The social Web is spawning more than millions of widgets, applications, and people connections. It is also has its own themed conference. Graphing Social Patterns got under way today in San Diego with a keynote by Charlene Li of Forrester Research on the future of social networks.
In the future social networks will be like air, Lee said. "No matter what you do, your social networks will be there. The social graph and your identity will be at your fingertips."
She predicted that by 2013 social networks will be open and ubiquitous. Reaching that plateau won't be a technology issue, she noted, but developing a level of trust among users, platforms, and marketers will be the major challenge.
Li broke down social "air" into four components: A user profile; the expressed relationships in a single social graph; the shared activities in a social context; and a business model in which social influence defines marketing value.
Universal identity will be based on your e-mail addresses or mobile phone number, and identity will be federated by a few large identity banks, like Yahoo, Google and Microsoft, she predicted.
One key issue today is that social graphs--the set of relationships in the digital the mimic those in the analog world--are walled off from each other. The walled garden approach is a source of competitive advantage for their owners, but some efforts are underway, such as Google's Open Socialand Social Graph APIs and DataPortability.org, to break the lock-in. (I am moderating a panel on the topic later today at the event on privacy and data portability.)
With a more open social graph, new kinds of applications will be enabled. Li gave an example of being able to see what friends have written reviews on Amazon by keying off her e-mail address. Search engines could deliver query results based on what friends find relevant. Users could compare the performance of stock portfolios.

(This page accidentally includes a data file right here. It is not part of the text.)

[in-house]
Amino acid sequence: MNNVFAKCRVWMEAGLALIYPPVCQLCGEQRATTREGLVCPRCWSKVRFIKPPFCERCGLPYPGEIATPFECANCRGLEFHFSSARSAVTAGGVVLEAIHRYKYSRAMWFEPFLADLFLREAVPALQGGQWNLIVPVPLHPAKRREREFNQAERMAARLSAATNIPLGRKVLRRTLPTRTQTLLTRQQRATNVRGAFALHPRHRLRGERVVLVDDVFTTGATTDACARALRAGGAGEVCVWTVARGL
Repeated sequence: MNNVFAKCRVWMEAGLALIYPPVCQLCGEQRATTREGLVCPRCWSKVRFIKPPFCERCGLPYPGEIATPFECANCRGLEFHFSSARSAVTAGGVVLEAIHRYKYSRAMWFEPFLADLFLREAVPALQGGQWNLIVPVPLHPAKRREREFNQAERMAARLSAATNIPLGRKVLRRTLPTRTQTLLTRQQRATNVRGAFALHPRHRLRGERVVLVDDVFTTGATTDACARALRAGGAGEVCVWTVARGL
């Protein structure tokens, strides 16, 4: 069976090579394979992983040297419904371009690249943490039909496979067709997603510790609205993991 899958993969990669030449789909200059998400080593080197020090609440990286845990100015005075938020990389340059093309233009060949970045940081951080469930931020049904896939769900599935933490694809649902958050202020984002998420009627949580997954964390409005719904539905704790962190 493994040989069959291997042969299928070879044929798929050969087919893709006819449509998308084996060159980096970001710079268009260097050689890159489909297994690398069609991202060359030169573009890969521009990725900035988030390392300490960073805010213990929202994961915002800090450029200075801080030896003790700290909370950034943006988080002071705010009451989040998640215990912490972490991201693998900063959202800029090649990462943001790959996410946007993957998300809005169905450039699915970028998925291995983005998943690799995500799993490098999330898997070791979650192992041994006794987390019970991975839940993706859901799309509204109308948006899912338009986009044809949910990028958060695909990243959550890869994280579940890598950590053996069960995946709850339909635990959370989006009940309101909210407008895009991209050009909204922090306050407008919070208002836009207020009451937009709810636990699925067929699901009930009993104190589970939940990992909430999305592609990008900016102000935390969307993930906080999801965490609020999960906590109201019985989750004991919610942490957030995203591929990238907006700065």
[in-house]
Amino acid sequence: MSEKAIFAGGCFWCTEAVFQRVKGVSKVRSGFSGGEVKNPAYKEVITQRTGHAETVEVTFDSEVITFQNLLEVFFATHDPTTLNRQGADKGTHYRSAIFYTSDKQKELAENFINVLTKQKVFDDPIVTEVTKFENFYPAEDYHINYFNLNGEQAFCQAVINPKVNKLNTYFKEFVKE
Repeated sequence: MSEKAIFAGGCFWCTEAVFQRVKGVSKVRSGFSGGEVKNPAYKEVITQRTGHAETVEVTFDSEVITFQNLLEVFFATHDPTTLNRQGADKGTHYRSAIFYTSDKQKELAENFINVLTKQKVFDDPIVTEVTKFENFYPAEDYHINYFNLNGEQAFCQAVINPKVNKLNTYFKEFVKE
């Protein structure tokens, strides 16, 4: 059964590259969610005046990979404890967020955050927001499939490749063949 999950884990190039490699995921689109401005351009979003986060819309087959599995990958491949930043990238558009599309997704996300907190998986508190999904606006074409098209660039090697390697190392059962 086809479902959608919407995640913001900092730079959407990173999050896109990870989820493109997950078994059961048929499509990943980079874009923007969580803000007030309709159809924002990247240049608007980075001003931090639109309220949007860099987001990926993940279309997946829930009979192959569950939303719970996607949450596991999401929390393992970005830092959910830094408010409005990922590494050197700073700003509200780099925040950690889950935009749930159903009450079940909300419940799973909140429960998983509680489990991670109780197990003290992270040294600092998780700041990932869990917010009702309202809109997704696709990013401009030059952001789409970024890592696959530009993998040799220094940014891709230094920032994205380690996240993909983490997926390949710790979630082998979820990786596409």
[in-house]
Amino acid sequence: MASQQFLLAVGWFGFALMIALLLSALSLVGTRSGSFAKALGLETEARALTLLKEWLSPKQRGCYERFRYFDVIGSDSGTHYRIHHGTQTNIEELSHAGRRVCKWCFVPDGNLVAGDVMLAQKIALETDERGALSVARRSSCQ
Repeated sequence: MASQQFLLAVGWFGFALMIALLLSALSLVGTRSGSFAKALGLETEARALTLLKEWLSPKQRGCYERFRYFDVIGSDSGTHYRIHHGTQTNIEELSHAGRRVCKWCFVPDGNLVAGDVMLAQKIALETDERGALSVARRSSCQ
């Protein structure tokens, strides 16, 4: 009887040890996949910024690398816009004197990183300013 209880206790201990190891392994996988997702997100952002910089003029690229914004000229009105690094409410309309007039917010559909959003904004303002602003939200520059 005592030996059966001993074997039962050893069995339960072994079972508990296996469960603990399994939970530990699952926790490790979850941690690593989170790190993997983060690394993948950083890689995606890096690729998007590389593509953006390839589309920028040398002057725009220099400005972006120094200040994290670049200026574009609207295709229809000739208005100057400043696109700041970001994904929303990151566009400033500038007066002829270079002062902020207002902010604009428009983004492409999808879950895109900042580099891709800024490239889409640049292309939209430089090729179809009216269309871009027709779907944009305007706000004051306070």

On the business model, Li said that each person will have their own personal CPM (cost-per-thousand impressions), which will be highly influenced by their social network. For example, an individual who is authoritative on a specific topic provides an "endorsed" value, which is enhanced by the quality of their social network, which is relative to the trust conferred by the social network to the individual. We already seen a first take on the personal CPM with Facebook's aborted Beacon service.
Li offer a few recommendations to the Graphing Social Patterns audience of developers, investors and industry watchers:
Create linkages between services based on individually controlled identity federation.
Compete on the most compelling social experience, not on lock-in.
Develop social apps that have meaning, that are more utilitarian. "If you have to explain why Facebook is interesting, it's not going to become more mainstream," Lee said.
Integrate social graphs into existing activities.
Design business models that reflect the value created by people's social networks.
I wouldn't argue against social networking becoming deeply embedded at the core of the Web within five years, with more open social graphs meandering through the network looking for connections and dynamically modifying behaviors. Whether the Web gets better at understanding the calculus of trust than in the real world remains to be seen.